By Karen Weise and Spencer Soper
Don Cunningham was in a meeting in his Bethlehem, Pennsylvania, office when a colleague texted: “Amazon is looking for a new location. Let’s get it.” This wasn’t just any new location, but a second headquarters. As CEO of the Lehigh Valley Economic Development Corp., a state-funded agency that lures businesses to the region, Cunningham huddled with his staff to read Amazon’s criteria.
They recognized they had shortcomings. Their region is smaller than Amazon wants, it doesn’t have a major airport, and while it does have colleges, they aren’t major research institutions. But Cunningham felt the Lehigh Valley could sell its affordable cost of living and proximity to major cities like New York and Philadelphia, both about an hour away. “We’re a little shy on some of these things, but we’ve got some things going for us so let’s give it a shot,” Cunningham said.
When Amazon announced it was inviting proposals for a second HQ – a corporate investment of $5 billion and 50,000 jobs – it set off a frenzy among governors, mayors and bureaucrats around the country. As with Powerball, the large stakes lead to less rational behavior – all that matters is the jackpot. High paying tech jobs can permanently transform a region and raise the political prospects of the leader who helped seal the deal.
Amazon’s come-one-come-all approach plays into the boosterish politics of economic development, where officials must balance their public enthusiasm with a more private reality: There’s a limit to how much time, money and hope they should spend on a long-shot bid. They have to play Amazon’s game, but worry they’re getting played.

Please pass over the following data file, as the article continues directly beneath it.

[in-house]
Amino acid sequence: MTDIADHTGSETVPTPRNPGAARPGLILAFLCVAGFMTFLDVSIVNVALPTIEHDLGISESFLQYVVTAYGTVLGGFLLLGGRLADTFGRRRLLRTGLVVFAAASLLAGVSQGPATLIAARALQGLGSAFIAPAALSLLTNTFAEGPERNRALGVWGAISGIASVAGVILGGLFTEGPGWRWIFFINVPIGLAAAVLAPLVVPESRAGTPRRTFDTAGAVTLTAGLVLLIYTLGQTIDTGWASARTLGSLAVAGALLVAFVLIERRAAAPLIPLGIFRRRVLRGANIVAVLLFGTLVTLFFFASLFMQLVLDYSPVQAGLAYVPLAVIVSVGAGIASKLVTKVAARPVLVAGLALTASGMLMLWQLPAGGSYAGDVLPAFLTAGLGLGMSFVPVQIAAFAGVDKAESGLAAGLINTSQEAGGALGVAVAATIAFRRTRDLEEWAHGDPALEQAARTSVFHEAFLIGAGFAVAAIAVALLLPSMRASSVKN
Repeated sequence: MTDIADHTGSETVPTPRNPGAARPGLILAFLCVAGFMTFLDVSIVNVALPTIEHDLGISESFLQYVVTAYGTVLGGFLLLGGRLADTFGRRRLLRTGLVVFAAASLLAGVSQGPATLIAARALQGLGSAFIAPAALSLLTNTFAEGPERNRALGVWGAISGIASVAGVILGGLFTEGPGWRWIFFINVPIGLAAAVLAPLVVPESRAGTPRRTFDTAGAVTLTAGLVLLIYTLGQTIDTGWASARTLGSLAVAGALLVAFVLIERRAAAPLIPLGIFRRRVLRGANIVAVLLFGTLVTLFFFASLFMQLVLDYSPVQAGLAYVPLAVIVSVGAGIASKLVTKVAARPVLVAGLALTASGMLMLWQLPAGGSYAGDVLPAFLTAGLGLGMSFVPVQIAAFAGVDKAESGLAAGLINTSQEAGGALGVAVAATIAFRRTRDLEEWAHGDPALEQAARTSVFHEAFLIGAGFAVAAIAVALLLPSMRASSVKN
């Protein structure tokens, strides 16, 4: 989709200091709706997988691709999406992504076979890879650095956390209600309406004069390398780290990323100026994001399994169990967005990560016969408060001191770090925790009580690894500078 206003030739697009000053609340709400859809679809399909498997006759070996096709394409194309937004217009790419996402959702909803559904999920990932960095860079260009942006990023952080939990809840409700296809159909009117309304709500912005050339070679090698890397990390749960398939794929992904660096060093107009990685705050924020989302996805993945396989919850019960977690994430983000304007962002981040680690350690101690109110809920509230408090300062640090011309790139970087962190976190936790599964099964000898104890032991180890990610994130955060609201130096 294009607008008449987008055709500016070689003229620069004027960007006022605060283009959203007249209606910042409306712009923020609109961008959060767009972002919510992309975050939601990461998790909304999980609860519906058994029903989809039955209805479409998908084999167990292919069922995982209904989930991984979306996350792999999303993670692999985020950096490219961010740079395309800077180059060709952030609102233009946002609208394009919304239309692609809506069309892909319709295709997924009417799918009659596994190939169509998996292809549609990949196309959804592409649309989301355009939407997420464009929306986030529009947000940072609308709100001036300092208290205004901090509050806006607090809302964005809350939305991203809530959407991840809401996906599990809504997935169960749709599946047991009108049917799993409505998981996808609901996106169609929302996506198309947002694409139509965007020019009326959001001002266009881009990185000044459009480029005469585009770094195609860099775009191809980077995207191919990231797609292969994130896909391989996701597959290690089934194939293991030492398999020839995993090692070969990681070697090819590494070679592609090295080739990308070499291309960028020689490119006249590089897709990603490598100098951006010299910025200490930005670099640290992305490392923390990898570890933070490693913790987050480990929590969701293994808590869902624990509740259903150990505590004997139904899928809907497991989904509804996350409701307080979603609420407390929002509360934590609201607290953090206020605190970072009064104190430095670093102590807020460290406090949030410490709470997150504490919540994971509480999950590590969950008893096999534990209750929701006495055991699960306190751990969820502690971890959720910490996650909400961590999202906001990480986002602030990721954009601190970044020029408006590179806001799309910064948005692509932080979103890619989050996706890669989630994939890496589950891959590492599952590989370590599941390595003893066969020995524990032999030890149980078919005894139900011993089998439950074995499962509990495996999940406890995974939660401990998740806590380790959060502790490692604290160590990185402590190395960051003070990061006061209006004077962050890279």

“It is a little bit sadistic,” said Alex Pearlstein, a vice president at Market Street Services, which helps regions develop strategies to be competitive in bids like these. But he understands political pressure on officials to apply. “You never want to say never,” he said. “Maybe a city that isn’t on their radar will just blow them away.”
Pearlstein points to his hometown, Birmingham, which created a hashtag, #BringAtoB with its own website, and erected a massive Amazon shipping box in front a new hip food hall to announce the city’s bid. “They are spending some serious resources on this,” Pearlstein said. “If Birmingham gets it, I mean, I think that would be the shock of the century.”
Ford Wiles, chief creative officer at Big Communications, came up with the #BringAtoB campaign and said, “When I think about Amazon and how disruptive they have been, it seems like – why wouldn’t they pick the choice that not everybody is expecting?”
In addition to giant boxes at multiple locations, Birmingham has installed giant versions of Amazon’s own dash buttons. But instead of re-ordering products from Amazon.com when pushed, the buttons send tweets with the #BringAtoB hashtag and trumpet another cool fact about the Magic City.
It’s not possible to tally how much officials nationwide are spending on PR stunts, strategy advice and glossy proposal packages because many economic development groups are nonprofit organizations not subject to public record laws, but the total will climb well into the millions.
Initial bids are due Oct. 19, and many places have hired big names. To get help with its effort, Virginia is paying consultant McKinsey & Co. $1 million, according to the Virginian-Pilot. Pittsburgh hired Boston Consulting Group to help. Their fee maxes out at $248,000. And the Kansas City Area Development Council, a nonprofit economic development group, is working with suburban demographer Joel Kotkin and urbanist Richard Florida, even though Florida didn’t list Kansas City in his earlier tweets of his “top three” picks (Toronto, Chicago, D.C.), his “second tier” (Dallas, Atlanta, Twin Cities, Denver, Boston, Philadelphia), his “sleepers” (Detroit, Pittsburgh, Austin, Nashville), or places that “deserve more attention” (New York City, Los Angeles) for the headquarters.
(This story appeared on alabamanewscenter.com).